SOUNDSCAPE

The sounds that we now hear

A lot of people around the world don't want to hear the inner voice.

In Summary
  • In the wake of the coronavirus pandemic however, these sounds of human endeavour, the noise, have been relegated to the background.
  • Stay home, stay safe and fear not that inner voice.

I live in a terraced housing estate and the house next door is unoccupied. The curious thing about this vacant house is nobody has lived there for almost three years but that said, all too often the owners of the property swing by to do major renovations on the place.

I’m talking the kind of repair and rebuilding work that engenders welding, grinding, the banging of walls, and headaches caused by fumy house-paint. It is for this reason I call this house the Lego house – a house nobody lives in that’s always being repaired, dismantled and rebuilt. They were at it again all of last week, and even as I write this the infernal racket of construction work continues.

So, assailed as I am by the noise from next door, I decided I might as well write about sound. All over the world, with Covid-19 lockdowns, curfews, and restrictions forcing us to cut back, or stop entirely our everyday activities, sounds we ordinarily don’t get to hear are now being heard. The soundscape is subtly changing.

 

A soundscape is the acoustic environment as perceived by humans. It consists of three main components – Biophony, Geophony and Anthropophony.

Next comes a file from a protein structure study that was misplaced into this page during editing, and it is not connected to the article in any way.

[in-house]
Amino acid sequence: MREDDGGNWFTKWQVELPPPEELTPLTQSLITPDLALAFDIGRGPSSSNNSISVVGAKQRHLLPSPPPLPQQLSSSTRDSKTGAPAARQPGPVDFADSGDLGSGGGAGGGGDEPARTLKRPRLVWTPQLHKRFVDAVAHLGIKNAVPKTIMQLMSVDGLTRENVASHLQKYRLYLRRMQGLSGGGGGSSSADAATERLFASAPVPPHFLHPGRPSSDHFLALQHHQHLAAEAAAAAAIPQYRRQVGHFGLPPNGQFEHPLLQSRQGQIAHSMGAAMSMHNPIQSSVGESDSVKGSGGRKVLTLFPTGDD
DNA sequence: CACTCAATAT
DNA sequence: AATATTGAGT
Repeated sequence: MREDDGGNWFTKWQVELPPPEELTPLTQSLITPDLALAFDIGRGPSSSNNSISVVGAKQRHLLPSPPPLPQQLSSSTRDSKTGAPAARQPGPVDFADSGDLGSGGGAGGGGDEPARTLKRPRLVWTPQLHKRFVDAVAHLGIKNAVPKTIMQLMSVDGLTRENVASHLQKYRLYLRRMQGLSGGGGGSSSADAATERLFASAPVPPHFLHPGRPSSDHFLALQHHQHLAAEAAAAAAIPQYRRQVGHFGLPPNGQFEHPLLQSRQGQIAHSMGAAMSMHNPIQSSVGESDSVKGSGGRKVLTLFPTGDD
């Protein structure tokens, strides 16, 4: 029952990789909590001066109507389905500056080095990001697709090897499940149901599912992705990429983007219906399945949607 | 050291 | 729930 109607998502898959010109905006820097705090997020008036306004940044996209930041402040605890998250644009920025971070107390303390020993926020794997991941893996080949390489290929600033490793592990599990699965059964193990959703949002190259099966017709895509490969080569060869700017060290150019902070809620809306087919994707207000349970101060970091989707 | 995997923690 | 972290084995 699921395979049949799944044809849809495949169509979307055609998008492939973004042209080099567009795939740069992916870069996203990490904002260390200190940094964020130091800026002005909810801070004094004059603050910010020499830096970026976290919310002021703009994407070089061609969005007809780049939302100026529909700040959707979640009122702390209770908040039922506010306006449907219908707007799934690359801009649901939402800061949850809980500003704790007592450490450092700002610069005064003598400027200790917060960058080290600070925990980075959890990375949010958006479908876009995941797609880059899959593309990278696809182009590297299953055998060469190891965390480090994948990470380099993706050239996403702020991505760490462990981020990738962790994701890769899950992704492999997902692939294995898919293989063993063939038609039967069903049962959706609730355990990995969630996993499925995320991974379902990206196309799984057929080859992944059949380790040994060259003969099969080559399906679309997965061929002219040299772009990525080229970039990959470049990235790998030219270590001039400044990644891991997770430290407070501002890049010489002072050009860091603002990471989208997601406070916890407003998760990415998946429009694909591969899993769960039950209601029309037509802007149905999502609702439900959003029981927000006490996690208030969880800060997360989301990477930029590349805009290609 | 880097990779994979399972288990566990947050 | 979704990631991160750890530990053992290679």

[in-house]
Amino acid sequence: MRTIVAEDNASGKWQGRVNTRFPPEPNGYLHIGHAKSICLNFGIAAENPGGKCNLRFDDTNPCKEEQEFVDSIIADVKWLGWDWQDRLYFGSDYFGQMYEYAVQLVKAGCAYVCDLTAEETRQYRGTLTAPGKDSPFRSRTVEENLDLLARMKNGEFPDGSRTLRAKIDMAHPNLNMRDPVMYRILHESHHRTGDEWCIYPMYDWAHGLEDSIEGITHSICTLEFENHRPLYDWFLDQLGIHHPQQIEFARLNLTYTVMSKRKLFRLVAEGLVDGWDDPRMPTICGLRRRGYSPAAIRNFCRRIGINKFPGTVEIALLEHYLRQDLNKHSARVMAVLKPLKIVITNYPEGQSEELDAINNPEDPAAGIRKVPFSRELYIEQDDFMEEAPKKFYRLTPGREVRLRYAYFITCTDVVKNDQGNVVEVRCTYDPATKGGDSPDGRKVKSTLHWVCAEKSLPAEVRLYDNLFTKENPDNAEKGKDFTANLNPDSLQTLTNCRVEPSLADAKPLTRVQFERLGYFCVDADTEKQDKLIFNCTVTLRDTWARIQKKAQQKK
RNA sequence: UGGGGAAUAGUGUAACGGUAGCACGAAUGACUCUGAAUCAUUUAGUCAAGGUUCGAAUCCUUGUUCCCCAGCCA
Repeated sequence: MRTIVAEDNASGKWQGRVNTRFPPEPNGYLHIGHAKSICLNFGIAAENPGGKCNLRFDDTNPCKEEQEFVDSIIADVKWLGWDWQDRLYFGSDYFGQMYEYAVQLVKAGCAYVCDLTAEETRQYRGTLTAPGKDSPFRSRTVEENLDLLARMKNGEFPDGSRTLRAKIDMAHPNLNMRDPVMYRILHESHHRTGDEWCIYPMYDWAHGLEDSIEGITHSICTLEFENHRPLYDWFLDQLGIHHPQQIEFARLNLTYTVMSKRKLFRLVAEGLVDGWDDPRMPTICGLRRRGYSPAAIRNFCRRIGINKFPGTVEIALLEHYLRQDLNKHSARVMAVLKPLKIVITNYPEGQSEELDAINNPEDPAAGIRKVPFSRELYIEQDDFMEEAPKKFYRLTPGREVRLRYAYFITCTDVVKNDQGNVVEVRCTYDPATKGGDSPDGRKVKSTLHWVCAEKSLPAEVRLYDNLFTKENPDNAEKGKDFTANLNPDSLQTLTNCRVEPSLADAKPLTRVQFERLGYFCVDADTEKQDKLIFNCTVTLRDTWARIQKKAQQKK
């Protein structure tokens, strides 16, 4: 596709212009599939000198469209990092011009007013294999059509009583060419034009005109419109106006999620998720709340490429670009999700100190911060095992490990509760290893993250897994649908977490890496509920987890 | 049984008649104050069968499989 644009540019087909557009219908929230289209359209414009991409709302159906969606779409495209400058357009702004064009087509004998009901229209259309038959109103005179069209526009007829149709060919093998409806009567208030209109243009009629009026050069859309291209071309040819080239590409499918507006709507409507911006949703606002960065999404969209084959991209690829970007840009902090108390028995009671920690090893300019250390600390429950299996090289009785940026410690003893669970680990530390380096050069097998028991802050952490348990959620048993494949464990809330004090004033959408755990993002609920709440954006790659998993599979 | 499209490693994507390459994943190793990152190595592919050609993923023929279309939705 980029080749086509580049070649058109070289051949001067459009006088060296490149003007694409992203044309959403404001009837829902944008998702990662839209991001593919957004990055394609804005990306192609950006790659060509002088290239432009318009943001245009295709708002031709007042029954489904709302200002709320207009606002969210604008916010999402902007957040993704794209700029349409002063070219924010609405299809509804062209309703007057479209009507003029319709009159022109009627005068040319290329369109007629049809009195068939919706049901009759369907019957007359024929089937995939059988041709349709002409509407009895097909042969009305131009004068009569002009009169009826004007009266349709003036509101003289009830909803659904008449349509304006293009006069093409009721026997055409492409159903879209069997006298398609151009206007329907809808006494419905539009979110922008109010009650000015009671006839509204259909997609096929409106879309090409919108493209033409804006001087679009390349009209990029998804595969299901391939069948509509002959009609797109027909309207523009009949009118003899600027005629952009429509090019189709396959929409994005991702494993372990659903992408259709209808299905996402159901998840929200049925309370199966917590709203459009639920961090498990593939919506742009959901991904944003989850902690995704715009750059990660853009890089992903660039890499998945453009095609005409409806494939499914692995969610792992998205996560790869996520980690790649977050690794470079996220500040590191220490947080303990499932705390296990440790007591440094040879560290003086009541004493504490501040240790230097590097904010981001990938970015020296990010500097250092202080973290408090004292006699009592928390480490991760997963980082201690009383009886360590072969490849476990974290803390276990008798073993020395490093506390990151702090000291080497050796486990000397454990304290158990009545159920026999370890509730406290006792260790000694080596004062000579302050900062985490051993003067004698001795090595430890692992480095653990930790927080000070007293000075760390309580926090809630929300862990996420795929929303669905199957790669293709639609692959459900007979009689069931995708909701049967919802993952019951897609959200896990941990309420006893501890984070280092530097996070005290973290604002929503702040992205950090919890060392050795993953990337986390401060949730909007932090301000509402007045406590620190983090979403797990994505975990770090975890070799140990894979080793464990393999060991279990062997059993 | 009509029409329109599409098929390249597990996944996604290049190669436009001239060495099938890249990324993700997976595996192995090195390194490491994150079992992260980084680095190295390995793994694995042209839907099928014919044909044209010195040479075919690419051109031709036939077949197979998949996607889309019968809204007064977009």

Let’s break those down, starting with Biophony. This refers to the collective sound produced by animals in a given habitat. This is to say the sounds made by desert snakes, birds, animals and other creatures, are different from that made by forest creatures. Meaning, the Biophony in the desert is not the same as that of a forest.

Geophony relates to naturally occurring sounds made by non-living elements. These include the sound of water in a stream, waves in the ocean, the wind in the trees, rain, storms and even the sound generated by earth itself – glaciers, avalanches and earthquakes.    

As for Anthropophony, all sound generated by human endeavours falls in this category, whether it be coherent such as music, theatre and language, or incoherent and chaotic (ie noise), such as sounds of electromechanical origin resulting from the use of industrial technology.

In the wake of the coronavirus pandemic however, these sounds of human endeavour, the noise, have been relegated to the background. This has in turn allowed room for Biophony and Geophony – the sounds of nature, to be heard. People can now hear birds in Western capitals due to the absence of traffic, and seismologists are having an easier time of it now that there are fewer humans and their machines moving about.

But there’s another sound, I feel, that we are now hearing as we find ourselves less occupied and indoors, sometimes alone or with just our immediate family. It is the sound of our inner voice.

I don’t think though a lot of people around the world want to hear this voice. It is for this reason perhaps why many are jeopardising their health by attending parties and locking themselves in bars after curfew and during lockdowns. I think they seek the noise of others, the noises of the world, so as to drown out the sound of that inner voice.

 

All I can say to them is stay home, stay safe and fear not that inner voice.

Listen to your own voice, your own soul. Too many people listen to the noise of the world, instead of themselves – Leon Brown.